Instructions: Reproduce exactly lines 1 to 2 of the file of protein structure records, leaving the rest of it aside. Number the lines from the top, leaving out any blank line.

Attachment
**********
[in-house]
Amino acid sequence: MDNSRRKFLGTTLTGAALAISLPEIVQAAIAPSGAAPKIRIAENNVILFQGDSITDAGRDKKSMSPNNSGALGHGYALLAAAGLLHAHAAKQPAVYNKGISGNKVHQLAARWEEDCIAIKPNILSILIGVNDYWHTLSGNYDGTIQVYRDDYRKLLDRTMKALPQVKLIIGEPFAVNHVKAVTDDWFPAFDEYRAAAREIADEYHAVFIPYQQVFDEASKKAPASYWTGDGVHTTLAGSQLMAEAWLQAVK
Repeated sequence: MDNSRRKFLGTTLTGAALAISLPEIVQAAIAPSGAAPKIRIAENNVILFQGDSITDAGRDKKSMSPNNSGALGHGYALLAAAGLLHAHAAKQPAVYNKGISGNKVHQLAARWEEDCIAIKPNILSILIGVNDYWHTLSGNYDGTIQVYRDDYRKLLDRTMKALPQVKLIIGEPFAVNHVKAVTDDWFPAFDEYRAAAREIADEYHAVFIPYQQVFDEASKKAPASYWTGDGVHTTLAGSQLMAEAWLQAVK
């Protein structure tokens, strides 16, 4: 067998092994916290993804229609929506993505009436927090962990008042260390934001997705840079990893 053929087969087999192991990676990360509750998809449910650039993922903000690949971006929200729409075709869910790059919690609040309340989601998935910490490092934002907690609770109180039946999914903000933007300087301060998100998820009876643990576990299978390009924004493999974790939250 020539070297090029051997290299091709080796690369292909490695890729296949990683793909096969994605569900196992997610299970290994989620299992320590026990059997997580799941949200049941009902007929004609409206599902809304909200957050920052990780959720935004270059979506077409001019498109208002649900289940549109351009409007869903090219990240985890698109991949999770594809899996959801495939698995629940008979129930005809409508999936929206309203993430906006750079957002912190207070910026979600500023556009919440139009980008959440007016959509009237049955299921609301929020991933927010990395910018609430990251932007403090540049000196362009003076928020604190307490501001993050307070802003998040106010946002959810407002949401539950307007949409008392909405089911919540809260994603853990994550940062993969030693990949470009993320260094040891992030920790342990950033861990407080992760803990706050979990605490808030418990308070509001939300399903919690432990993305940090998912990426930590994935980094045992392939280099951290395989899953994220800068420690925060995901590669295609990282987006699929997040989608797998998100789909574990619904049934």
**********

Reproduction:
[in-house]
Amino acid sequence: MDNSRRKFLGTTLTGAALAISLPEIVQAAIAPSGAAPKIRIAENNVILFQGDSITDAGRDKKSMSPNNSGALGHGYALLAAAGLLHAHAAKQPAVYNKGISGNKVHQLAARWEEDCIAIKPNILSILIGVNDYWHTLSGNYDGTIQVYRDDYRKLLDRTMKALPQVKLIIGEPFAVNHVKAVTDDWFPAFDEYRAAAREIADEYHAVFIPYQQVFDEASKKAPASYWTGDGVHTTLAGSQLMAEAWLQAVK